Newark town which everyone seems to be fixed on will be a 3 way tie but most of rest of the seat will be con 1st with ukip some way back in 2nd as the recent result in Tuxford ward which is labours best ward outside of newark showed.

  29. @H Hemmelig

    Seem to remember from history that the local aristocratic family (Fitzalan-Howard – the Dukes of Norfolk) were and are strongly Catholic.

  30. It feels to me from reading the above posts that there is a chance that the Labour vote will collapse as people increasingly see this as a two-horse race between UKIP and the Tories. After a strong drink and a prayer of propitiation to the Gods, some Labour voters may just hold their noses and vote Tory to keep UKIP out.

  31. @ wolf
    The dukes of Norfolk were based at Worksop manor in Bassetlaw until 1838. The anti-Catholic duke of Newcastle who bought the place blew the main house up with gunpowder .

  32. Not sure the Labour vote will collapse. Very, very few Labour supporters will be able to bring themselves to vote Conservative to keep UKIP out, or vice versa, not if they are committed to any degree to Labour. There will perhaps be some switchers from Labour to not voting at all though, which would obviously depress the party’s share of the vote. It’s different when Labour voters vote tactically for the LDs – they tend to see the LDs as an anti-Tory party, or at least have done until recently. If anything there would probably be more Labour sympathizers who would vote for UKIP against a Tory though I don’t think there will be many of those.

  33. These polls are a bit of a roller coaster ride.
    A Tory lead, another poll showing Labour losing vote share in marginal – contradicting an poll around the turn of the year – now one showing the Tories 5% below what they managed even in a set of local elections, but on the other hand an almost Plopwell range for the by-election.

  34. My final prediction

    Con 33%
    Helmer 30%
    Labour 25%
    LD 6%
    Green 3%
    Others 3%

  35. Con 39
    Ukip 29
    Lab 19
    Ld 6
    Oth 7

  36. I’m thinking along the same lines as JJB. I had the Tories on 36 and UKIP on 28 awhile back, but I’m minded to narrow the gap. Will have abit more of a think before I put up a final prediction of my own.

  37. By-election polls are notoriously unreliable. 2 of the 5 polls for the Eastleigh by-election but the Conservatives in first place and of course they actually came third.

  38. It’ll be funny if the majority is 56 and they have to count over the weekend
    with everyone coming back with bags under their eyes.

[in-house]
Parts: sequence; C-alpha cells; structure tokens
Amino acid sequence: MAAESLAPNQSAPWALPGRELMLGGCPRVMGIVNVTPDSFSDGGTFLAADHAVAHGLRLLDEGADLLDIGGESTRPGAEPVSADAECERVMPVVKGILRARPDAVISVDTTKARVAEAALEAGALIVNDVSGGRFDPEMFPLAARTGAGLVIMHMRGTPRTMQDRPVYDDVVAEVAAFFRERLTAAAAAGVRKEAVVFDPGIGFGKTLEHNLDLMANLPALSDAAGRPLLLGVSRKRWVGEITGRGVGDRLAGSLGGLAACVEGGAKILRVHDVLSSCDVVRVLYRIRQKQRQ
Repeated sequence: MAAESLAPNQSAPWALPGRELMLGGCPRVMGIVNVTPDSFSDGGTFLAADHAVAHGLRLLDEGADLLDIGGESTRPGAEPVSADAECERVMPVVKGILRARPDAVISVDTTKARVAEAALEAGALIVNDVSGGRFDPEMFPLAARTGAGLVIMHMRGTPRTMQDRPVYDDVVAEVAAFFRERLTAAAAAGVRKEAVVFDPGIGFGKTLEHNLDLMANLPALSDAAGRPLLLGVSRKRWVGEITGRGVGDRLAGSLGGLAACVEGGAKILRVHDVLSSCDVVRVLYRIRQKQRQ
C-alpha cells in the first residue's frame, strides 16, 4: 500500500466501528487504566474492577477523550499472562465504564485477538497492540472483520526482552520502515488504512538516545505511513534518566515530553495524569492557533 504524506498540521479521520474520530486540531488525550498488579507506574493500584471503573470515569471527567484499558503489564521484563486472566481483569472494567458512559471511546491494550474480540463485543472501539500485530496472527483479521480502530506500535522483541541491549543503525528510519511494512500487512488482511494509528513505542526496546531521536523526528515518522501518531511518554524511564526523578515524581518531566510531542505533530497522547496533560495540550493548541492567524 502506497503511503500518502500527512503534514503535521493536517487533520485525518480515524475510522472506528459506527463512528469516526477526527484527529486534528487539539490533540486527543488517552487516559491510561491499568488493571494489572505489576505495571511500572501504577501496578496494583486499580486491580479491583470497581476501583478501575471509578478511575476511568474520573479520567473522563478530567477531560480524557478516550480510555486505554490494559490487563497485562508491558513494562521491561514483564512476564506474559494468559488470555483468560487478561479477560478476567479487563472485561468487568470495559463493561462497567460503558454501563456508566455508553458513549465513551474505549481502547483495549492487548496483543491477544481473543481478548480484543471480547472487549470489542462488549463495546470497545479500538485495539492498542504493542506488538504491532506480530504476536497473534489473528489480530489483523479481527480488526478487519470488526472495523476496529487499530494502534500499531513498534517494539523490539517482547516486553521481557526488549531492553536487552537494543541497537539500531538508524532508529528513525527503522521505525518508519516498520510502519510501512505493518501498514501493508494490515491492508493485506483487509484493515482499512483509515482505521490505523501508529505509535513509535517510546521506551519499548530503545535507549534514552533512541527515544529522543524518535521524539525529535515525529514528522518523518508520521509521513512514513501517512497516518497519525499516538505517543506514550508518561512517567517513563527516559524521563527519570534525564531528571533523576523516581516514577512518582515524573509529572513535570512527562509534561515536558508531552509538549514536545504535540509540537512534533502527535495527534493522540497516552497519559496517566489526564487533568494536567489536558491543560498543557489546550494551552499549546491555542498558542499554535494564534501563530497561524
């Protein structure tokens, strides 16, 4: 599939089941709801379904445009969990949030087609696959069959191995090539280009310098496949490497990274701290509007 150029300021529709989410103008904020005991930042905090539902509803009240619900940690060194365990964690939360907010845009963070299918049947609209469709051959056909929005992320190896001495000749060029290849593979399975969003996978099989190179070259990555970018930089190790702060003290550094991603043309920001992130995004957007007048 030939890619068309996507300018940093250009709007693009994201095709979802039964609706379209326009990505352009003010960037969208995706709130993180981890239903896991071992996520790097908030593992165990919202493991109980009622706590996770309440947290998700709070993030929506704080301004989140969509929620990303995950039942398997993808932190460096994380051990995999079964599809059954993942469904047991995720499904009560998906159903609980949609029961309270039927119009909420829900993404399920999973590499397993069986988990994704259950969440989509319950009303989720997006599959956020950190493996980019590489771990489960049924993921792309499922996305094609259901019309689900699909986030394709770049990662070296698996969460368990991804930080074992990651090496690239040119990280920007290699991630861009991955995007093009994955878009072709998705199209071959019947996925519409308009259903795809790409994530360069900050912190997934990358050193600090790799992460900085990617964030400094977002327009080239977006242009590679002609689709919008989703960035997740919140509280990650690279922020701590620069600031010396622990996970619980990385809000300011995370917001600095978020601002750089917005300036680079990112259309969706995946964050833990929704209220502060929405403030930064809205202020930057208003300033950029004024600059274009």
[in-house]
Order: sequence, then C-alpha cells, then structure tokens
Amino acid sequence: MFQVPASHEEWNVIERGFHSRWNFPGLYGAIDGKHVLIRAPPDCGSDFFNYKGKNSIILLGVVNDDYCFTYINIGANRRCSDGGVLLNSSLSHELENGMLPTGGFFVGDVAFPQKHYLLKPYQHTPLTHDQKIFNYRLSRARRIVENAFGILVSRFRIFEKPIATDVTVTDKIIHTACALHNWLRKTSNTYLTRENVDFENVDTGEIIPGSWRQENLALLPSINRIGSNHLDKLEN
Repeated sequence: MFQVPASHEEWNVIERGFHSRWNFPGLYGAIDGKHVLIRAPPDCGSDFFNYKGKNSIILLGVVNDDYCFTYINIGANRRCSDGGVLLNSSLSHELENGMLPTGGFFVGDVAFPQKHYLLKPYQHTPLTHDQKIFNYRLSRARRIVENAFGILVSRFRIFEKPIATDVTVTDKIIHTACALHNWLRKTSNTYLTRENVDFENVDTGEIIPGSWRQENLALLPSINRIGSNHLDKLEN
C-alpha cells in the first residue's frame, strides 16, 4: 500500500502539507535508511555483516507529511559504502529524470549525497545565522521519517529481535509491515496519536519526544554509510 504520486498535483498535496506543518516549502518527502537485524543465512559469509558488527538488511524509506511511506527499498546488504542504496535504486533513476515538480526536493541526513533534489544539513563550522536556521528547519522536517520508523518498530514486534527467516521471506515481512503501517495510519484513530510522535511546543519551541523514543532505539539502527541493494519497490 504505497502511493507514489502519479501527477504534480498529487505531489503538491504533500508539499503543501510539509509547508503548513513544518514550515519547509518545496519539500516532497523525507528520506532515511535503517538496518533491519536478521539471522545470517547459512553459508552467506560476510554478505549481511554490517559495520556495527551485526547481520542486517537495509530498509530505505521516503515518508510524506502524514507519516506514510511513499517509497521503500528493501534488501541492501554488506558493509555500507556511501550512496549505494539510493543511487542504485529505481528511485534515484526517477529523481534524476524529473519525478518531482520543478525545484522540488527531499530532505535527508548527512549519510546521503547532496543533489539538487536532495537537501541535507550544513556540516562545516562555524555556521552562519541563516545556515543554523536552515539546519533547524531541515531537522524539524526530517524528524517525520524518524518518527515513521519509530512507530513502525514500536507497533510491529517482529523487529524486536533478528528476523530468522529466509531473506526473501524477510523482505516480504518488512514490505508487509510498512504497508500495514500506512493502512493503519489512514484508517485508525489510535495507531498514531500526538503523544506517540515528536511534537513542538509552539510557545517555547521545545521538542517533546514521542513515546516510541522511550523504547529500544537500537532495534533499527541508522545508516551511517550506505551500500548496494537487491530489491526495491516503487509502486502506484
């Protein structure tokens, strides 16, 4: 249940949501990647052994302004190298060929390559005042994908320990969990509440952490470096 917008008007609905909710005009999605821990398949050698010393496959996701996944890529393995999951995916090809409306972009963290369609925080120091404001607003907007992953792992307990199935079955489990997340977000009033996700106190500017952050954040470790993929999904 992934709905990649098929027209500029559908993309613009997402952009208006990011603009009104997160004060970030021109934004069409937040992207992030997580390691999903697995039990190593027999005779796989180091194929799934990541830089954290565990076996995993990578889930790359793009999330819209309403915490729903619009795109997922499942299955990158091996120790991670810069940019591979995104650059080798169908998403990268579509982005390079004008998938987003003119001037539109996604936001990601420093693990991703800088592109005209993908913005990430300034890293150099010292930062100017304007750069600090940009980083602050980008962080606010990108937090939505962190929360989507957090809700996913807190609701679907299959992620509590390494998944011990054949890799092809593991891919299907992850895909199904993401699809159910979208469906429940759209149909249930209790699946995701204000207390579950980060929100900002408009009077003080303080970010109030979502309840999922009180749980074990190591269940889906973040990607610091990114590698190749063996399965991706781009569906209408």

39. Unusually for these days the BBC have a special by-election programme scheduled. But I think it finishes at about 3:30am and Sod’s Law dictates that the result won’t have come through by then for whatever reason. The LDs trying to save their deposit, for example.

  40. I agree with JJB’s prediction. The Tories haven’t held a By-Election in Govt since Maggie was PM, but equally UKIP have never elected an MP.

  41. I did say final prediction, but having thought further I think the Tories will hold by a larger majority but a very close result is a distinct possibility.

  42. The Tories should poll at least 35% and the only way they can lose is if large numbers of Labour voters decide to switch to UKIP at the last minute.

  43. Andrea – that’s interesting re South Shields. I recall a piece on Labour List saying there was no canvass data for 98% of the seat and whatever D Miliband had been doing over the past decade, it certainly wasn’t talking to his electorate.

  44. It is strange how volatile the Ashcroft National Polls are but hopefully they will settle down soon.

    I truly appreciate the Ashcroft Polls however as he often asks the second question about voting in your particular constituency (just like PoliticsHome did in 2008 and 2009).

    With regard to this byelection my prediction is :

    Tories 39%
    UKIP 30%
    Lab 21%
    LD 5%
    Others 5%

  45. “Clueless Hooray Henries from Made in Chelsea knocking on doors in Newark will not go down well”

    H.Hemmelig – Haha! You really make me laugh!!

    I wonder if students from the Nottingham University Conservative Association will be campaigning as I read on the Nottingham South forum is extremely active?

    You’d probably put them in the same catergory as the “Clueless Hooray Henries from Made in Chelsea”! Haha

  46. They held a big Conservative Future party in Nottingham after campaigning finished, I’m told. Can’t think of anything I’d enjoy less, but seems they have been involved.

  47. Well at least Nottingham is pretty local and the people studying there vaguely know the part of the world the by-election is taking place in. It makes sense for nearby university associations to help out. What doesn’t make sense is busing people in from Notting Hill who have never set foot north of Watford.

  48. they may have gone hunting in Leicestershire perhaps.

  49. Doubt it. As Lancs Observer notes, the stereotypical young Tory activist or staffer these days is too camp to be interested in hunting (your son excepted of course) How’s his career in the Tory party going by the way?

  50. Re students, I expect most are now home or away on holiday. Tory MPs will also now be at Westminster for the Queen’s Speech in the morning and then the Debate. Although ConHome reports that all Tories on the Candidates’ List are mandated to attend Newark by Polling Day. Paul Nuttall MEP said UKIP matched the Tories on the ground at the weekend.